“At the agency level, it continues to be a focus — NIH, NSF, DOE, DOD,” he said. “I think we’re going to see less criminal prosecutions now that the DOJ is moving away from this focus — and we’ll probably see more actions dealt with at the civil level or the administrative level going forward.”

Currently, lawmakers on Capitol Hill are debating a number of provisions that would stiffen foreign funding regulations. Universities have lobbied against a Senate-approved proposal that would allow foreign gifts and contracts totaling more than $1 million to be preemptively vetted by the federal government if the funding relates to the development of “critical technologies.”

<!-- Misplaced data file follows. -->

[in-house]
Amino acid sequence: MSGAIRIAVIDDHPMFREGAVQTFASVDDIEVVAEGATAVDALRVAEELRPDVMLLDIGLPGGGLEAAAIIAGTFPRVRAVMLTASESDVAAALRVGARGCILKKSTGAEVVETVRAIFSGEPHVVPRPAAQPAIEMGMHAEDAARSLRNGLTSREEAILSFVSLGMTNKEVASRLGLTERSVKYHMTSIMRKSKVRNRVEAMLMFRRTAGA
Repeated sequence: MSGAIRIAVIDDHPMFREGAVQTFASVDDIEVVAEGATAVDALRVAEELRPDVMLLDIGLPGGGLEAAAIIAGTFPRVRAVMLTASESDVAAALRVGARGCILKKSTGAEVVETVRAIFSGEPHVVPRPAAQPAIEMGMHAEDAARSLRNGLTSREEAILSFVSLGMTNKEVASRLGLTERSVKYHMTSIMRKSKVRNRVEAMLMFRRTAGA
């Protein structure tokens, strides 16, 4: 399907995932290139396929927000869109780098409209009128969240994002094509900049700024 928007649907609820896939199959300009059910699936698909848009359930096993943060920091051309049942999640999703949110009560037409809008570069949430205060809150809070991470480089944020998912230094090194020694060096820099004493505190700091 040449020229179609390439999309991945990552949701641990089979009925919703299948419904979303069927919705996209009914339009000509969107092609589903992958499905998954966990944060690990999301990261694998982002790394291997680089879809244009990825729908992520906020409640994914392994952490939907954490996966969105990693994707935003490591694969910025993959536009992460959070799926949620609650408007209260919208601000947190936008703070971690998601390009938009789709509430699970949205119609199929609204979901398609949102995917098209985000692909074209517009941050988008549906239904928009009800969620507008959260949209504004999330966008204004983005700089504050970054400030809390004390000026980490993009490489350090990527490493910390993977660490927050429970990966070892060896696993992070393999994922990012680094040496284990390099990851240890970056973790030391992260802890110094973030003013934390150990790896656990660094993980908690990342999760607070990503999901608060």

Harvard University President Lawrence S. Bacow met with lawmakers on Capitol Hill earlier this month.

Harvard University President Lawrence S. Bacow met with lawmakers on Capitol Hill earlier this month. By Leah S. Yared

Bacow said last week the proposal would be “extremely burdensome,” adding that the vetting requirement “has absolutely no tie to national security interests.”

“It will be burdensome for institutions, but more than that, it will flood the government with information which the government is not prepared, actually, to process in a timely way,” he said. “It, I believe, will act as a barrier or an obstacle to research support received from a variety of sources.”